> Frigg < *Frijjo: > OE Fri:gedaeg "Friday"name Frauila, Portuguese surname Frois, Froes, Flores)
> Freyja < *Fraujo: > OHG Frouwa (frau), Got *Fraujo: (cf. Visigothic
>Sorry to sound like an idiot, but you are saying Frigg and Freyja
> "A." <xthanex@...> escreveu:as:
> Well, I woke up in the middle of the night and made a note to post
> here about the following:
> The Alaisiagae (goddesses mentioned at Hadrian's Wall) are listed
> Beda and Fimmilena, Boudihillia and Friagabis. This is what I havehave
> gathered about their names from a few texts and websites:
> My understanding is that the name Beda is of Frisian origin and
> related to the Anglo-Saxon verb biddan, "to ask, to command". I
> also heard the Frisians called a convenied Thing a Bod-Thing.terms
> The name Fimmilena seems to be related to the Frisian legal term
> Fimelthing. The exact meaning of this term is uncertain, but it has
> been interpreted as "moveable assembly" and elsewhere as "final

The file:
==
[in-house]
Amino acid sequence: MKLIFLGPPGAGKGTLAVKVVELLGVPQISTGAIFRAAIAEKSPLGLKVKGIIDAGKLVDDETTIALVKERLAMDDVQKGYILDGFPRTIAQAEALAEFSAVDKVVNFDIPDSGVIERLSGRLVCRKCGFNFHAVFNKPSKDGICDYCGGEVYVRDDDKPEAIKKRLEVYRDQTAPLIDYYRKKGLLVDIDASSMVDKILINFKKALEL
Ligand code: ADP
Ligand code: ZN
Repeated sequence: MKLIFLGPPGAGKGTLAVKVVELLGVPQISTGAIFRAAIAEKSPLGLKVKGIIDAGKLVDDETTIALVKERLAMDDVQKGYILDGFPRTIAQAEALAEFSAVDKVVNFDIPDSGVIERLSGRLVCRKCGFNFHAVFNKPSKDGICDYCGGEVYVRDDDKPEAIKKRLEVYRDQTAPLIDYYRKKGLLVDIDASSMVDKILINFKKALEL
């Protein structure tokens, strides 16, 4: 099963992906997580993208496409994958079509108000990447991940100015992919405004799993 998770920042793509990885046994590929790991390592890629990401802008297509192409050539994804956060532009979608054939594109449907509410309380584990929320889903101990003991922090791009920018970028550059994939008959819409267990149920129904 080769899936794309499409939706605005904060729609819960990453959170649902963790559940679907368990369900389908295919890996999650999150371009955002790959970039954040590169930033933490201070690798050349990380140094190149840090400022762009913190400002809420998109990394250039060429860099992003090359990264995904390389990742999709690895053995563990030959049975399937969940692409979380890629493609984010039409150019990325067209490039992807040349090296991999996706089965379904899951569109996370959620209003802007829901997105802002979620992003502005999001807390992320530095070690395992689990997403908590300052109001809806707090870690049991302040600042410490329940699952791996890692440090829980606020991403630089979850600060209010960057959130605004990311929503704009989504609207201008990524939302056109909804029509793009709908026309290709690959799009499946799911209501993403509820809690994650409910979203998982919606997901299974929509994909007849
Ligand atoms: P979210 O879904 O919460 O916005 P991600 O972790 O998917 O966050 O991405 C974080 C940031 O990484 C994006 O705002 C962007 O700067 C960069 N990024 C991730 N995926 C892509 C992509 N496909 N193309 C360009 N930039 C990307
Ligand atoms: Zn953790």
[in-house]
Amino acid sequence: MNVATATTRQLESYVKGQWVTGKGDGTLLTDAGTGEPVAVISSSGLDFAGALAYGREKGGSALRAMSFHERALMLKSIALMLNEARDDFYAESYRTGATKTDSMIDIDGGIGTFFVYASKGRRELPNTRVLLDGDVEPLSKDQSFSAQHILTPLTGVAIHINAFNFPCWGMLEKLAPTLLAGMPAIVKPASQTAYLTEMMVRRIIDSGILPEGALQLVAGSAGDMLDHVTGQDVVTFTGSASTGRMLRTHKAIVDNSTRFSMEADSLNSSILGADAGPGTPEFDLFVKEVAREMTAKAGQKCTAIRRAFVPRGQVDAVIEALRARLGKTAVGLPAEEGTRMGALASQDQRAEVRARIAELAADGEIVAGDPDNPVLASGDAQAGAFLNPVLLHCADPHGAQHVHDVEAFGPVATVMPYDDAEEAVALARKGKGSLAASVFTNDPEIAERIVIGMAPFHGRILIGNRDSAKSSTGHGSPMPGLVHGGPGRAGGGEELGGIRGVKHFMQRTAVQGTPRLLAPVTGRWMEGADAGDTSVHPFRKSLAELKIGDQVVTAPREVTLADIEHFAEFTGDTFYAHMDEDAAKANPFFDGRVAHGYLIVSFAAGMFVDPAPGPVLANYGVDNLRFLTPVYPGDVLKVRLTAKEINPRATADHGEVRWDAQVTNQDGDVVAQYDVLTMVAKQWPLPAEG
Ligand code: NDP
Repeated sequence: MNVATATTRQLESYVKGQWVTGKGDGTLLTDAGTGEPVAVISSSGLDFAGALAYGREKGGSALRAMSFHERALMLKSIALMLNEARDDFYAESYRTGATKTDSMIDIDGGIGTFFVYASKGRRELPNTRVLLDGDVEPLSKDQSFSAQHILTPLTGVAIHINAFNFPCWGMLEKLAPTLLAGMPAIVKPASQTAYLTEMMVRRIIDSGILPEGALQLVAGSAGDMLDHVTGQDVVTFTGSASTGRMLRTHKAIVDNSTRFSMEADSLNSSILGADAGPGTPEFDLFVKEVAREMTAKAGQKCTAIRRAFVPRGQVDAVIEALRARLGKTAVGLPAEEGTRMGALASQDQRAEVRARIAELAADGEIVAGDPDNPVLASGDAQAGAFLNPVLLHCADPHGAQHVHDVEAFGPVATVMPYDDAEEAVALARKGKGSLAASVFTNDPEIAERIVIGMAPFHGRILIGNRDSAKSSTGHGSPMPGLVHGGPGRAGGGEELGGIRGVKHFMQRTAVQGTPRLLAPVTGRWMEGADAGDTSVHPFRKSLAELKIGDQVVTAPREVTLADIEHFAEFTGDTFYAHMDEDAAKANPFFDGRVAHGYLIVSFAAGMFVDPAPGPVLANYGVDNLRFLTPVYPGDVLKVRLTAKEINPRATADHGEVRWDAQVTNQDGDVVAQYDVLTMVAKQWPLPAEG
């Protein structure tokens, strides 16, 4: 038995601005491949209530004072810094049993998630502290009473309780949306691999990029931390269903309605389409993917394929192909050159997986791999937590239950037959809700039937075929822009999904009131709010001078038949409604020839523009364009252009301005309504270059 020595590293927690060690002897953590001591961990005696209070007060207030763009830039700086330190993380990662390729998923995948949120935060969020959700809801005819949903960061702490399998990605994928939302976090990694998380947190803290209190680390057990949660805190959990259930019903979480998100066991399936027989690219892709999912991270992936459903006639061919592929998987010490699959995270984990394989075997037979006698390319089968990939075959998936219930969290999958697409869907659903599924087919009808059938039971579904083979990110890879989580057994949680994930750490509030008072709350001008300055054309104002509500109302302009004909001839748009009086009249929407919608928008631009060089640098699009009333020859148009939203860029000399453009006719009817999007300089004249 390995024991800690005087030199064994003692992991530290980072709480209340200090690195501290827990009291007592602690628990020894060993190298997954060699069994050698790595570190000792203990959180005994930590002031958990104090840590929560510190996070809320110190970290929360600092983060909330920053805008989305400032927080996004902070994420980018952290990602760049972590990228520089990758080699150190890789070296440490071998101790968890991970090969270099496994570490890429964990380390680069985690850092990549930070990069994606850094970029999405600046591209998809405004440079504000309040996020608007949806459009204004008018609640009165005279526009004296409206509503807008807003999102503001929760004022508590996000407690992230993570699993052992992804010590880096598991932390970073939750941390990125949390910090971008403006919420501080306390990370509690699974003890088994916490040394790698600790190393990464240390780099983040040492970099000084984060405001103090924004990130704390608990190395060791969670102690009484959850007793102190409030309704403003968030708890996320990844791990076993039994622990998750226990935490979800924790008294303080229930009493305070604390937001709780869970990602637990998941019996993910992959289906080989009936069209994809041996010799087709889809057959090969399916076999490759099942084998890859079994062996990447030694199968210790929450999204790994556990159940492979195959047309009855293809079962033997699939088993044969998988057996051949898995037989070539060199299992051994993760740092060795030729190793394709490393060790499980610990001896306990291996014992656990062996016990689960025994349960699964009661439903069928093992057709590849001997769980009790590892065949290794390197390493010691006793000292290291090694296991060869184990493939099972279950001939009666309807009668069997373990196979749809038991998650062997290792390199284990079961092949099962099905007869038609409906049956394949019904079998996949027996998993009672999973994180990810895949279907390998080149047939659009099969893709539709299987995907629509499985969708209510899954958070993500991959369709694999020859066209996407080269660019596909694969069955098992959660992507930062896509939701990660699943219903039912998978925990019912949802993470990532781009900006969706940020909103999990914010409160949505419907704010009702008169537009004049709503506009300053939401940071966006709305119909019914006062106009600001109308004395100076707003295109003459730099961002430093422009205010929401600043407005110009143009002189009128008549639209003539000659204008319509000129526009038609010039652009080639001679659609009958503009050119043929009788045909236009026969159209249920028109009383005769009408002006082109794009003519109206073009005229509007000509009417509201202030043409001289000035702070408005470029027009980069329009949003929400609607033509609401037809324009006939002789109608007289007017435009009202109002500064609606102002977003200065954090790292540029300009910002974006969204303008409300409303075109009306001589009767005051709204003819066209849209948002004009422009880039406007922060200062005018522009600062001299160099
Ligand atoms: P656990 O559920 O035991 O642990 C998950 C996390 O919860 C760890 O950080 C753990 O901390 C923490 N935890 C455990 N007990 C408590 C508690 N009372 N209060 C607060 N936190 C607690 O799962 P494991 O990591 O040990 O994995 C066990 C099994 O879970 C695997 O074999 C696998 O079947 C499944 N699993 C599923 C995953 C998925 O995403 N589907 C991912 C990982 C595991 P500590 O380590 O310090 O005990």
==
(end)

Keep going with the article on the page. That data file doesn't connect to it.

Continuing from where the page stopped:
> judgement" - though I do not understand the etymology of either
> The first element of Baudihillia seems to be related to Germanic
> *badwa-, meaning 'battle'.
> If anyone could confirm or clarify these it would be great!
> Lastly, the part that woke me up:
> Friagabis is interpreted as meaning something akin to 'giver of
> freedom' or 'the free giver'.
> I am not sure how this is derived precisely but I found similar
> such as:Diaconus
> Proto-GMC frijas = free
> Gothic freis = free
> Gothic frijei = freedom
> Proto-Gmc gibtiz = gift
> Gothic giban = give
> Gothic giba = gift
> OHG geba = gift
> If one looks closely, they will see apparent similarities to Frea
> (mentioned in the 8th century by Langobard historian Paulus
> as a name for Frigg) and also Frija (who is mentioned in the 10th
> century Second Merseburg Charm and again considered to be another
> name for Frigg).
> Would Friagabis and Frea - Frija - Frigg(a) be linguistically
> As always, I am indebted to any help you can provide!